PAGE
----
TCC delivers the new library

The new library will be open in three years.

Tauranga City Council has agreed to invest $35 million in a new, future-proofed central library as part of the Long Term Plan 2018-2028 deliberations.

The new facility will open at 91 Willow Street in 2022.

The mayor and councillors considered submissions on the options to replace the current central library and voted in favour of a future-proofed facility.

The Long Term Plan will be signed on June 28, and work will begin immediately to design the new library.

City Transformation Committee Chair, Larry Baldock, says a new central library will support a vibrant, safe, successful city centre.

“I am thrilled that we have committed to a new central library that is going to a special place for people to meet, learn and connect in the heart of the city.

“Thanks to the support from many people across the community who have shared their views through our consultation. The community voice for investment in a library, built to last, is loud and clear."

The current central library has a long history of building issues, such as water infiltration, air conditioning and service malfunction.

The current library also has no room to accommodate the growing population. Technical assessments determined that repairing the building was not a financially prudent option.

Over the past year, the community has been involved in coming up with a solution and a proposal for a new central library.

Community aspirations, together with international and national trends on modern libraries, informed the development of the central library strategy.

The central library purpose is to:

  •   •  be a recreation and cultural attraction that contributes to a vibrant city centre

  •   •  be a community hub for learning, innovation and connection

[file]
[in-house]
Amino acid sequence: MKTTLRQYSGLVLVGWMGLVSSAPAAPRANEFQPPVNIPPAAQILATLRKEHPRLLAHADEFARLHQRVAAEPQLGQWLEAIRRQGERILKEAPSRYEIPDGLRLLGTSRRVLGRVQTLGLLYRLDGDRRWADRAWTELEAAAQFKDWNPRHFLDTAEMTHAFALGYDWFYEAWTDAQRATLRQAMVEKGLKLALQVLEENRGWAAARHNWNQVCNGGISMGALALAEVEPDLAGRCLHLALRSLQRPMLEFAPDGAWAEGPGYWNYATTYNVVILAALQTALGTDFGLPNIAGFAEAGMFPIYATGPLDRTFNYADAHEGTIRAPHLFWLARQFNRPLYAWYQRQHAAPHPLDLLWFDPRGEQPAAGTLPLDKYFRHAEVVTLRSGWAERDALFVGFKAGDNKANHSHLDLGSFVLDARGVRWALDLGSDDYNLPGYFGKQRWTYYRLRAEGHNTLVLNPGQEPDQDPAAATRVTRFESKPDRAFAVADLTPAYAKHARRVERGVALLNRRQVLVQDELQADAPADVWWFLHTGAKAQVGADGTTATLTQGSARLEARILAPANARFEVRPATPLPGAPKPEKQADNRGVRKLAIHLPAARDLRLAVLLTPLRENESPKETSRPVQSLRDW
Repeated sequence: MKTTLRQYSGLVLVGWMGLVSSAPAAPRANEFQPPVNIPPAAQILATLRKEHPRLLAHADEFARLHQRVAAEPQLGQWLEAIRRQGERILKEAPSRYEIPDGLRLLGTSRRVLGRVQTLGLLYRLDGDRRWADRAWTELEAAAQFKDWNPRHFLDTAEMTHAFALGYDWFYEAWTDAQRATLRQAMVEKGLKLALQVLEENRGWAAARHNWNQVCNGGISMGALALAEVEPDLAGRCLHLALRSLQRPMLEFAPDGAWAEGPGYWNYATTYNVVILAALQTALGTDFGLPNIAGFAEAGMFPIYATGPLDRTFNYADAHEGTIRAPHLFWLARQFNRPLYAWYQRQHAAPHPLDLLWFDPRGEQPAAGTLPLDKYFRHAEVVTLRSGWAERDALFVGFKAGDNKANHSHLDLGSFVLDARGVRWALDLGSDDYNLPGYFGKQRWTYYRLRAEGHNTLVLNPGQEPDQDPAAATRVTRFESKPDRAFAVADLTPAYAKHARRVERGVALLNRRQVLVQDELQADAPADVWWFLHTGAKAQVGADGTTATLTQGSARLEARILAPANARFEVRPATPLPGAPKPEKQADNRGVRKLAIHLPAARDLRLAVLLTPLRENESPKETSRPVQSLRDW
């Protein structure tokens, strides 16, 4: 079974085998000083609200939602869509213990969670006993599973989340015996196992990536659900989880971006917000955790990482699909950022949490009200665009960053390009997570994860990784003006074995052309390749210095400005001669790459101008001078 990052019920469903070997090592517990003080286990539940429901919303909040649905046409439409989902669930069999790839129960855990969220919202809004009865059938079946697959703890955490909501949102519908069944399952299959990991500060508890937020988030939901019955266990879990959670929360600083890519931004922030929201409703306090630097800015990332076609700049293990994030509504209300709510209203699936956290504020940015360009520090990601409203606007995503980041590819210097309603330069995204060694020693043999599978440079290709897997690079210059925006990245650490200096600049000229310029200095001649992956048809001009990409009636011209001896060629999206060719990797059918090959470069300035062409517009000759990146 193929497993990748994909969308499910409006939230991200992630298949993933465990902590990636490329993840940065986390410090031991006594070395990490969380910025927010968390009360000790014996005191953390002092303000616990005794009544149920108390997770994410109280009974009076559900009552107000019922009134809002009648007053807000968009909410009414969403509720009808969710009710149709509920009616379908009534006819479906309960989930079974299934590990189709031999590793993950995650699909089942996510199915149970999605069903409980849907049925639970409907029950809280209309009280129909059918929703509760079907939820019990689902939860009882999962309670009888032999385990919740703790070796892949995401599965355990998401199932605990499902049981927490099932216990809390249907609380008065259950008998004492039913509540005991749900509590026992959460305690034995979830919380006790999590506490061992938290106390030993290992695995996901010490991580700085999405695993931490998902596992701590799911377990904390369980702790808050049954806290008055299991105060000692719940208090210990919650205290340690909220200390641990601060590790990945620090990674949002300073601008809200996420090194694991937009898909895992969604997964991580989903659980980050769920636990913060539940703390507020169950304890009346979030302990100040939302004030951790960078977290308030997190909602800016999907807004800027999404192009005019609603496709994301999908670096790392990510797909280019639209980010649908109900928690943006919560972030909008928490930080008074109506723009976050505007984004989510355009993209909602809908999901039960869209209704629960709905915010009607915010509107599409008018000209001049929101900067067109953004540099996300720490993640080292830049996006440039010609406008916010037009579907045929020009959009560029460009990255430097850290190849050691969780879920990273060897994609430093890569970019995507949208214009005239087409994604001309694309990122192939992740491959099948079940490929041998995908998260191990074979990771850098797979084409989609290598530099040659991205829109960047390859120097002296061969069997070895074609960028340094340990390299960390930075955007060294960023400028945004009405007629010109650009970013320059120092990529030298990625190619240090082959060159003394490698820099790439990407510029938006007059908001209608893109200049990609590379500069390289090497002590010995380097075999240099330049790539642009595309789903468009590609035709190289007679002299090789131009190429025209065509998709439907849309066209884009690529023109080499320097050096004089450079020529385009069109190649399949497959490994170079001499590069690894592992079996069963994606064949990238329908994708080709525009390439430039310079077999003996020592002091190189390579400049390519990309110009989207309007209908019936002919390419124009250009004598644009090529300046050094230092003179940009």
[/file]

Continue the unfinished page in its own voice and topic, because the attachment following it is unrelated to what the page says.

•   •  share the stories of Tauranga: past, present and future in its Heritage Centre and Archive.

Joanna Thomas, Manager of Tauranga Libraries, says the ‘community hub’ model adopted reflects the trend that libraries offer much more than books.

“In this digital era, a strong emphasis is on providing a wide range of services from homework programmes, to CV support, to computer and internet access, all encouraging civic participation. Libraries are a place for our people."

Council consulted with its community on a number of central library options.

Overall, the majority of submitters (61.2 per cent) supported investing in a future-proof central library rather than a smaller, replacement library.

The mayor and councillors heard the message and supported this approach. They also considered other priorities and capped Council’s contribution to the project at $35m.

Council will be looking to raise external funding in addition to this contribution.

Staff will continue to identify potential savings while keeping true to the aspirations of the community. The new library is expected to be operational in 2022, with the current central library continuing to provide services to the community until the new facility is open.

To keep up to date with the development of the new central library, sign up to the Heart of the City e-newsletter -



Posted on 15-06-2018 12:03 | By Told you

I would be interested to know how many people of a population 110.000 will use this $35.Million Library, how can this money be justified?

Ratepayers paid, not TCC

Posted on 15-06-2018 09:26 | By Captain Sensible

Actually I think it was the Ratepayers who delivered the Library, and TCC just added lots of costs to make them feel they helped.


Posted on 14-06-2018 18:28 | By Charlie

nice to have but not necessary. this should go the same way as the museum until we can afford it

Larry Baldock

Posted on 14-06-2018 16:07 | By maildrop

Amazing how when things go his way he agrees with the electorate, thanks them and says the message is loud and clear. Try that when the electorate disagrees with you Larry, rather than implying they are confused, misinformed and plain wrong. Phhtt. Child.


Posted on 14-06-2018 15:24 | By Maryfaith

How can anything - or any one for that matter be ’future proofed? Wouldn’t that would be nice? But what exactly does it mean in this instance? Are we to understand that previous council built structures have not been ’future proofed’? Will they all be replaced by ’future-proofed’ buildings? What a load of codswallop!

Theres no money...

Posted on 14-06-2018 14:13 | By Crash test dummies

Lets spend it anyway

Waste of $35m

Posted on 14-06-2018 14:08 | By Crash test dummies

Its just a warm place for the homeless to go to

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